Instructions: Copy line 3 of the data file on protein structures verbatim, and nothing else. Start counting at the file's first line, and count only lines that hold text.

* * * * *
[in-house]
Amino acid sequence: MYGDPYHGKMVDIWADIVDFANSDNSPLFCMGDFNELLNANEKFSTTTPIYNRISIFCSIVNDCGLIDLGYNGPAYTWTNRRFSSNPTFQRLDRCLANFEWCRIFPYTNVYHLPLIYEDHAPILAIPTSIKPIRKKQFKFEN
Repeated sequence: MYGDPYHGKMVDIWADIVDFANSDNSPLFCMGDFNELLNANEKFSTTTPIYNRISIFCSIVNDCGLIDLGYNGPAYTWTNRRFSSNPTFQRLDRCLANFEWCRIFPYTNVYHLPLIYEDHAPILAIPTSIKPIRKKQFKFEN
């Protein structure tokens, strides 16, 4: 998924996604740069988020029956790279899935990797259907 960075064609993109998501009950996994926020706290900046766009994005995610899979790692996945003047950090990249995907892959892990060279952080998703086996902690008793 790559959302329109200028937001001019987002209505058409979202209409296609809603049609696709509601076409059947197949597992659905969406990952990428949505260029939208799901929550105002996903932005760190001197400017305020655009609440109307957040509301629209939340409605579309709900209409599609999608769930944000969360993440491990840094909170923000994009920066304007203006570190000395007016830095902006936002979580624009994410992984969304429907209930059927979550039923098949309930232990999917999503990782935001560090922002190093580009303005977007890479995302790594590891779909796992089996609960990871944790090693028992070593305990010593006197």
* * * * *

Repeated sequence: MYGDPYHGKMVDIWADIVDFANSDNSPLFCMGDFNELLNANEKFSTTTPIYNRISIFCSIVNDCGLIDLGYNGPAYTWTNRRFSSNPTFQRLDRCLANFEWCRIFPYTNVYHLPLIYEDHAPILAIPTSIKPIRKKQFKFEN